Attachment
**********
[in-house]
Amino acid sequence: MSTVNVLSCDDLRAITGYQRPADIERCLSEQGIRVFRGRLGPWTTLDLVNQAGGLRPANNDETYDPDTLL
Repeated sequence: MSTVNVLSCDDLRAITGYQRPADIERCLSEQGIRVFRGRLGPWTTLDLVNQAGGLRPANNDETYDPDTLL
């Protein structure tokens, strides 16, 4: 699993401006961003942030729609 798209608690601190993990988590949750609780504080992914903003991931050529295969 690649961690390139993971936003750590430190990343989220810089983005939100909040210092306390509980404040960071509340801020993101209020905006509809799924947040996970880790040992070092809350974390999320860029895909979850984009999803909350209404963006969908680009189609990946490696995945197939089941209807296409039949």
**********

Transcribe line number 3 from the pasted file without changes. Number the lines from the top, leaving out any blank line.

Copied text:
Repeated sequence: MSTVNVLSCDDLRAITGYQRPADIERCLSEQGIRVFRGRLGPWTTLDLVNQAGGLRPANNDETYDPDTLL